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From Jammy Chen <jamm...@gmail.com>
Subject Re: Logging TLS Session Failures
Date Thu, 09 Mar 2017 13:48:17 GMT
If you are using JSSE which you mentioned in earlier post, you probably can
only enable debug for all or specially one
-Djavax.net.debug=ssl:record or -Djavax.net.debug=ssl:handshake - but it
will log all sessions

You could try to register a customized SSL socket factory in JSSE, you may
extend the default sun impl to overwrite the method, catch the exception
and log the failure, and throw it.

2017-03-09 20:04 GMT+08:00 Durga Srinivasu Karuturi <
durgasrinivasu@gmail.com>:

> Our application meaning on RHEL machine within JVM with embedded tomcat
> (with single web-app)
>
> Okay, tomcat may not have this information on handshake failures.
>
> I need to see little higher level for capturing these failures.
>
> Thanks for answers so far.
>
> Thanks,
> Durga Srinivasu
>
> On Thu, Mar 9, 2017 at 3:44 PM, André Warnier (tomcat) <aw@ice-sa.com>
> wrote:
>
> > On 09.03.2017 09:34, Durga Srinivasu Karuturi wrote:
> >
> >> This is one of the requirement from FIPS/CC certification.
> >>
> >> Thanks,
> >> Durga Srinivasu
> >>
> >>
> > Durga,
> >
> > I believe that in your original post, you said :
> > "We have a requirement in our application to log all TLS session
> failures."
> >
> > You should probably have another look a the precise requirements, and the
> > exact definition of "our application".
> > Because it may be that the requirements are wrong, as far as you are
> > concerned.
> >
> > It depends on what is included in "our application".
> > In the java servlet container (like Tomcat) terminology, an "application"
> > is a webapp.
> > A webapp runs inside a servlet container.
> > The servlet container (here Tomcat) runs inside a java JVM.
> > The java JVM runs inside an OS.
> > The OS runs inside a host.
> >
> > In that hierarchy, a webapp only sees a request, when the servlet
> > container has received this request on one of its ports, and "delegates"
> > the request to the webapp.
> > By that time, the webapp does not even know through which interface the
> > request came in, nor if that interface required HTTP, HTTPS or whatever
> > other communications protocol.
> > And if a TLS connection from a browser failed, the webapp is not even
> > called, so it does not know anything about it.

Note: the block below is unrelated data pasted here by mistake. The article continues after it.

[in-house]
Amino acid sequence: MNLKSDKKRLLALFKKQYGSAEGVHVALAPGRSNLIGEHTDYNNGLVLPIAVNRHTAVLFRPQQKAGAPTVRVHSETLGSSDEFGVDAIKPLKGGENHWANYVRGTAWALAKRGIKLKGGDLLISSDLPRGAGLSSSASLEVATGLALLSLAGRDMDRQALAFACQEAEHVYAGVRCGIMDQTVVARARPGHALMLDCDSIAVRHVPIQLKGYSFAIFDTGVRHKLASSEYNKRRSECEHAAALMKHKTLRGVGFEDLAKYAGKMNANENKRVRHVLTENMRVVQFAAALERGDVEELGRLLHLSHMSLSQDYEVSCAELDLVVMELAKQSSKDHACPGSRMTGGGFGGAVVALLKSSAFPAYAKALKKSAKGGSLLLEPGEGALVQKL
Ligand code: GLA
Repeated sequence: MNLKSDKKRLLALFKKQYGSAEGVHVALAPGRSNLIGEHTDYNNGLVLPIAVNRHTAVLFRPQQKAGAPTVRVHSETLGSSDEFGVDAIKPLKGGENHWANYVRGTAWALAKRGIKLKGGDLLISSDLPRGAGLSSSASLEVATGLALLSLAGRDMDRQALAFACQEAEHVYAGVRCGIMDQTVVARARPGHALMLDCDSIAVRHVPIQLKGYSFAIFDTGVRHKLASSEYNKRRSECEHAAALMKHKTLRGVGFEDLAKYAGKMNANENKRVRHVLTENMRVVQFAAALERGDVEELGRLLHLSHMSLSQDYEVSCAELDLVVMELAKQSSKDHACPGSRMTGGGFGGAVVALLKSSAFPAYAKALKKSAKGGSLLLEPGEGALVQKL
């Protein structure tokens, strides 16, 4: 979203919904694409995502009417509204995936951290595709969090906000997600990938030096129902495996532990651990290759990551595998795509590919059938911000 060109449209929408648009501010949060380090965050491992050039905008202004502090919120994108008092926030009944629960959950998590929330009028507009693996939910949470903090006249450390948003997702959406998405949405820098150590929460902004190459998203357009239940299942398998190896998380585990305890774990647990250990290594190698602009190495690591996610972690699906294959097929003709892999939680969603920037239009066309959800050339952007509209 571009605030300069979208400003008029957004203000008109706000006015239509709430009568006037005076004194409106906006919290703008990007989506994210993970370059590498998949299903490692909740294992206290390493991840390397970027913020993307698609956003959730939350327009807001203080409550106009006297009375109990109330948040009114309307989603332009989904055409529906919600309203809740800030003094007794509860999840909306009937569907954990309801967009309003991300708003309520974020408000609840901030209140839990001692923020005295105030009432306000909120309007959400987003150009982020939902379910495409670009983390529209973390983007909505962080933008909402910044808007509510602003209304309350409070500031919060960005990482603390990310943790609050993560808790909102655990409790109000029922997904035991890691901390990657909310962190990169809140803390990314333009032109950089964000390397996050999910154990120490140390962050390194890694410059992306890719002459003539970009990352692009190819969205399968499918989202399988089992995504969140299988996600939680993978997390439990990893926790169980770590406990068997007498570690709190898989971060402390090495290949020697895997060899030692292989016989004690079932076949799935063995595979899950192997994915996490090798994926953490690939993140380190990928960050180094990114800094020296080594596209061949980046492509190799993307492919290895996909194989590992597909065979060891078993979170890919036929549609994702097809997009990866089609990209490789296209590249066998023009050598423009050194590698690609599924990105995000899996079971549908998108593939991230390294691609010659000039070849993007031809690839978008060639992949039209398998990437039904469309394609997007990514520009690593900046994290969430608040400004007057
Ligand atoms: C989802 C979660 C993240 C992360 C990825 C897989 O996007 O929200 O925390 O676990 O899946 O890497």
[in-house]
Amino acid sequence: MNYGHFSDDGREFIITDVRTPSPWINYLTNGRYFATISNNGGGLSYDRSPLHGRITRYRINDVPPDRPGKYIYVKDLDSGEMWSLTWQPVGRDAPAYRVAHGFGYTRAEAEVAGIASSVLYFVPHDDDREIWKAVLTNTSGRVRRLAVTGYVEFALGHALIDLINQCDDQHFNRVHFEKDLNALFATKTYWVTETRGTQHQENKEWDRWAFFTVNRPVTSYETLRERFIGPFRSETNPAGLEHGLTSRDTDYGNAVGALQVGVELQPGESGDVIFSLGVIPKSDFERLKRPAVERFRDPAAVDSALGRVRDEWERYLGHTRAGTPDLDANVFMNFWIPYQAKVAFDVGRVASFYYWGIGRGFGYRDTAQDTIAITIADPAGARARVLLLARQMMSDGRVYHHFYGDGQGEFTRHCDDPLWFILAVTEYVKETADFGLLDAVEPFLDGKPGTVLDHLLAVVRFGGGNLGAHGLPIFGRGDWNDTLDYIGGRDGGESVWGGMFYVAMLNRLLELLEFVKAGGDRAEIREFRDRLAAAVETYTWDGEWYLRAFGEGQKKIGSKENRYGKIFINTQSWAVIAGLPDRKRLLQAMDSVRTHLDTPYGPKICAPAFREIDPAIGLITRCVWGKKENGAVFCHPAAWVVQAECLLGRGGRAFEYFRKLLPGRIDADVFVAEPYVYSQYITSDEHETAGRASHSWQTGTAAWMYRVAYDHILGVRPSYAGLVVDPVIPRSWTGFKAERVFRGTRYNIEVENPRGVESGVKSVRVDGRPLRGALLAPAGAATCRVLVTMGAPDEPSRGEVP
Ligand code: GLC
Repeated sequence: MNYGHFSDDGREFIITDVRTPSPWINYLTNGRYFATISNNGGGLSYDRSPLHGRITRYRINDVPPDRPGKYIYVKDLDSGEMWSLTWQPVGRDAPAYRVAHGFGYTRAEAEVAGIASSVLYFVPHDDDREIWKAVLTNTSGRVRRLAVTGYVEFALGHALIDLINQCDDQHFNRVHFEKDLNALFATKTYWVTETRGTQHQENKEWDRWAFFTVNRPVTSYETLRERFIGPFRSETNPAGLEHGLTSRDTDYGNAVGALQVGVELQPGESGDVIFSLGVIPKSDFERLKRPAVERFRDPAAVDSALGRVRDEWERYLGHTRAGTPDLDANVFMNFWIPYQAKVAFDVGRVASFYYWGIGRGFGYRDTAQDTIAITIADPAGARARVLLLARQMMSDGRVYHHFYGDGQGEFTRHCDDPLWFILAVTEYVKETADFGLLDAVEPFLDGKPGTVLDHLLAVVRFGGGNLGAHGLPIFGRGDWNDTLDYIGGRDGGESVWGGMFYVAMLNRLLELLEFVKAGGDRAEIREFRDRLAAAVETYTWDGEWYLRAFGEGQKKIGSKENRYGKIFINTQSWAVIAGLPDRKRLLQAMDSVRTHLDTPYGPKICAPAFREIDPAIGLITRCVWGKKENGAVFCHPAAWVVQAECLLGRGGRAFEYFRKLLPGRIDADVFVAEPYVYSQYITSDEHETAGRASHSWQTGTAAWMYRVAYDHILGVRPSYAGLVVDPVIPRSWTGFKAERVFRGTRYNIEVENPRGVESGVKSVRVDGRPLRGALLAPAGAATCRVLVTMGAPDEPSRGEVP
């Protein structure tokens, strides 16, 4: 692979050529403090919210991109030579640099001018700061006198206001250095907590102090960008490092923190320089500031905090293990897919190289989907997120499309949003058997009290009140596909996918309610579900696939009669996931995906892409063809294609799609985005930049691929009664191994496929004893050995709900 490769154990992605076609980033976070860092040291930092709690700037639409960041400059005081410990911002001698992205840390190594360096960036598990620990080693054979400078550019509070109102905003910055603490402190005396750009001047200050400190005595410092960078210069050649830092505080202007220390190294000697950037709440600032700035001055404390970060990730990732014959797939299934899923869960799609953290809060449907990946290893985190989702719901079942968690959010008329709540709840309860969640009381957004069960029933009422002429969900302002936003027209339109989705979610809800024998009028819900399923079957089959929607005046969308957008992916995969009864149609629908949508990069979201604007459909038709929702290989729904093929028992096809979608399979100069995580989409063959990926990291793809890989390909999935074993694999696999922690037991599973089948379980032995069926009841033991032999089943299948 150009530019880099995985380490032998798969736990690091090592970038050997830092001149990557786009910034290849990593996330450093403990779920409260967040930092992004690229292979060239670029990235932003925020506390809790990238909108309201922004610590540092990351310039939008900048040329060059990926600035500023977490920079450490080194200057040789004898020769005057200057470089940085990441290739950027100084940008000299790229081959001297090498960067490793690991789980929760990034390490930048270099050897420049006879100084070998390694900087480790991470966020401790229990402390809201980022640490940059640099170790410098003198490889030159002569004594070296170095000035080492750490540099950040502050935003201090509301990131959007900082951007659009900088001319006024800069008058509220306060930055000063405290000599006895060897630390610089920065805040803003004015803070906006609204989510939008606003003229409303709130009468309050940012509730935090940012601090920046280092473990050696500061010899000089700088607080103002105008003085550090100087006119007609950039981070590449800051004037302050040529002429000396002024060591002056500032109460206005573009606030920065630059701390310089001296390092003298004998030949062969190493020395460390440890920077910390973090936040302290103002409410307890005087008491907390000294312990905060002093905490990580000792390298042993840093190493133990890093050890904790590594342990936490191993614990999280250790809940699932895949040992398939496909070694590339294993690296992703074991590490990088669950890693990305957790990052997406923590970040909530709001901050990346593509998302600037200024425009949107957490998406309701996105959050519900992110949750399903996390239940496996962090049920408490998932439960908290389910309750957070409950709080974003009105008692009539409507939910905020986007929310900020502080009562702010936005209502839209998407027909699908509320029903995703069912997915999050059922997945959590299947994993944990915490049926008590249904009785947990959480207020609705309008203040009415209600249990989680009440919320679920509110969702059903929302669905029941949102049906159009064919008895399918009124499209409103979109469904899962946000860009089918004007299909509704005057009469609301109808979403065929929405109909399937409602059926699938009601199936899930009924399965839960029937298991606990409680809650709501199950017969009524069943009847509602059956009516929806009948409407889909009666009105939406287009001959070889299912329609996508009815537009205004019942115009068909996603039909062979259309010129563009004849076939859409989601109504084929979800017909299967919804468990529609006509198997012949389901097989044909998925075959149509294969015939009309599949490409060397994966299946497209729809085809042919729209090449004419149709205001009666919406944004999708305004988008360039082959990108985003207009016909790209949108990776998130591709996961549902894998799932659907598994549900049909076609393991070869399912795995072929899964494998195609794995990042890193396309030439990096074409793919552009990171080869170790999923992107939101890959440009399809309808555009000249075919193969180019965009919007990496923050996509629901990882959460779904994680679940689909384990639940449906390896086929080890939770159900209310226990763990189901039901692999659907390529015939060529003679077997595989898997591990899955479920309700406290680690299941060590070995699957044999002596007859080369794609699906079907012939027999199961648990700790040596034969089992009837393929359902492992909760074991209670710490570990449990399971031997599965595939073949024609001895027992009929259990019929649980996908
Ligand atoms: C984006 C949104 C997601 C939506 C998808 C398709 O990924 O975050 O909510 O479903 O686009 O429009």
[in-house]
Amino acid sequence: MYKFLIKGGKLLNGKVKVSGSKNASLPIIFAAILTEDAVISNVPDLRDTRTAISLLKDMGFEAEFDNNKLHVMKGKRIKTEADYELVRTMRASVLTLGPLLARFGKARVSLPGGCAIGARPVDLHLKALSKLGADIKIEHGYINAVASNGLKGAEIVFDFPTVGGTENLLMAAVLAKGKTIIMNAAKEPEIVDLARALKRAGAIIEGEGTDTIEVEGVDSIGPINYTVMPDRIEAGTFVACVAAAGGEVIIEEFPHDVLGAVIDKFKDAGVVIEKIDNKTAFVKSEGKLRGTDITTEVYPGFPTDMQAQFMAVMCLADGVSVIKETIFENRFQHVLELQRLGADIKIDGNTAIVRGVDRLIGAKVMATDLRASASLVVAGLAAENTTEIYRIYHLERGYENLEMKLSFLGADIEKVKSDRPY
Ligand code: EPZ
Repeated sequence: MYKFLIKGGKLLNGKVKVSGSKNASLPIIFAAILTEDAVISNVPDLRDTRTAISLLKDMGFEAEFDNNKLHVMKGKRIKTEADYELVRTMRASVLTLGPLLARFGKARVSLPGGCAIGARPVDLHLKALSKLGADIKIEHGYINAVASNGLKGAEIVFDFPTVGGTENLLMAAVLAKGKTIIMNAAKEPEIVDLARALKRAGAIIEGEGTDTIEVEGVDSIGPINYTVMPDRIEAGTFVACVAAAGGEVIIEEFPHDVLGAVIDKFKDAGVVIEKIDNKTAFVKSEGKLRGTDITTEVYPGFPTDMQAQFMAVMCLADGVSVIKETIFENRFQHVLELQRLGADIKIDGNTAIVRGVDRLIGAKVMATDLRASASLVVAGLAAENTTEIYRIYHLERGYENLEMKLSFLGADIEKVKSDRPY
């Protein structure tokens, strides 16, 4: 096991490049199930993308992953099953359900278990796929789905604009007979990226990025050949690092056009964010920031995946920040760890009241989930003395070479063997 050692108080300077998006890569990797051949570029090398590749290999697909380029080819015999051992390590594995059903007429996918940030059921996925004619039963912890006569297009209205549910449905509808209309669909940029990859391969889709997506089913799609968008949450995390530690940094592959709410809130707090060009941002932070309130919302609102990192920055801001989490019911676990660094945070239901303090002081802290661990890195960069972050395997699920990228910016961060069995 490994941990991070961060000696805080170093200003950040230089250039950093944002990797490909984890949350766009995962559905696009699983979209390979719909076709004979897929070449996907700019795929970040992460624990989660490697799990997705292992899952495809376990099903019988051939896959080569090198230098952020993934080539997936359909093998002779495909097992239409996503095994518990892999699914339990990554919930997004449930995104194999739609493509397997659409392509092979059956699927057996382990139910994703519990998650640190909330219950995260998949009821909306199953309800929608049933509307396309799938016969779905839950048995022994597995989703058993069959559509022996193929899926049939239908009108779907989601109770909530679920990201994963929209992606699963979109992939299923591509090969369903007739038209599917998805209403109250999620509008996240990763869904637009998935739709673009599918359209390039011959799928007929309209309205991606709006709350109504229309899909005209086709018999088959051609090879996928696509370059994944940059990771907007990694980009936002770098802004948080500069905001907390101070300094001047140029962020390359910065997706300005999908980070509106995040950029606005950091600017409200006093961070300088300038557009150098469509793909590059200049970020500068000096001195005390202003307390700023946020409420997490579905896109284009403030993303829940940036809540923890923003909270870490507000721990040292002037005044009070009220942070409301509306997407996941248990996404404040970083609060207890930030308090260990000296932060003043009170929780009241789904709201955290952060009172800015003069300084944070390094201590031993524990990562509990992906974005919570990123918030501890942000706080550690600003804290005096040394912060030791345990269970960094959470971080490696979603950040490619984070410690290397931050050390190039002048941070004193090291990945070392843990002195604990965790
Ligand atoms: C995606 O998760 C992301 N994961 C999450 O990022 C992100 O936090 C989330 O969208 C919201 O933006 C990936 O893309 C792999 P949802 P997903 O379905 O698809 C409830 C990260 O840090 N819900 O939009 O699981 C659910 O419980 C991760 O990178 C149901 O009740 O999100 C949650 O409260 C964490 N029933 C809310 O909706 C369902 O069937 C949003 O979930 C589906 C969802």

> > Of course the webapp cannot log a failure, if it is never called when
> that
> > failure happens.
> >
> > To move one level up : if a TLS connection from a browser fails, Tomcat
> > probably never even sees that (because the connection never reaches
> > Tomcat). So Tomcat cannot log this failure either. Tomcat is just telling
> > some underlying layer of software (in the JVM, in the OS, or in some
> > external library), what kind of connections to accept. But it does  not
> > manage these connections, it just "gets" a connection when it succeeds.
> >
> > So if you (your team, your company) is responsible for providing the
> whole
> > service, including the host, the OS, the JVM, the servlet container, and
> > the webapp inside it, then the requirement may make sense. And then you
> > have to look for the component, at the right level, which can provide
> that
> > information. (But it is not the webapp, and it is not Tomcat).
> >
> > At the other extreme, if you are providing only the web application, then
> > the requirement does not make sense /for you/, because it is impossible.
> > It is not that it does not make sense in general, but "as part of the
> > webapp" it does not make sense.
> >
> > And that is what Christopher is also telling you (in a lot less words).
> >
> >
> >
> > On Wed, Mar 8, 2017 at 11:03 PM, Christopher Schultz <
> >> chris@christopherschultz.net> wrote:
> >>
> >> -----BEGIN PGP SIGNED MESSAGE-----
> >>> Hash: SHA256
> >>>
> >>> Durga,
> >>>
> >>> On 3/8/17 10:02 AM, Durga Srinivasu Karuturi wrote:
> >>>
> >>>> We are using JSSE only not APR. Looking for handshake failures.
> >>>>
> >>>> Yes, using JSSE SSL debug, we are able to get all handshake
> >>>> (-Djavax.net.debug=ssl:handshake) logs including success cases.
> >>>> These are still quite bit expense logs and meant for debug
> >>>> purposes. As you said it might impact performance that's the
> >>>> reason, trying for any other optimal solution here.
> >>>>
> >>>
> >>> I know of no way to be notified about handshake failures on the server
> >>> side. You may not be able to fulfill this requirement if using Java
> >>> for your crypto.
> >>>
> >>> Honestly, I'm not sure why you care about failed TLS handshakes. Are
> >>> you trying to implement a NIDS in your application? This is
> >>> better-handled by a network component specifically-designed for this
> >>> kind of thing.
> >>>
> >>> - -chris
> >>> -----BEGIN PGP SIGNATURE-----
> >>> Comment: GPGTools - http://gpgtools.org
> >>> Comment: Using GnuPG with Thunderbird - http://www.enigmail.net/
> >>>
> >>> iQIcBAEBCAAGBQJYwEBVAAoJEBzwKT+lPKRYHzkP/1O2jPMu6Z9MBdnCF6LD7FQl
> >>> LMWA6jmO2YjmZFPtJykyUXHuL3beBk/+5cPV275ZApp1brJmmqnxR68P4ZuedOwY
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> >>> e9necMTzyxs9RwvpJjQtf10blDc51bL3Y+KjbTgJoPTqAIm8kUgI9VOE5NUs5eip
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> >>> 2WbMcngOqAvk16kPb5u+
> >>> =F7yo
> >>> -----END PGP SIGNATURE-----
> >>>
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> >>
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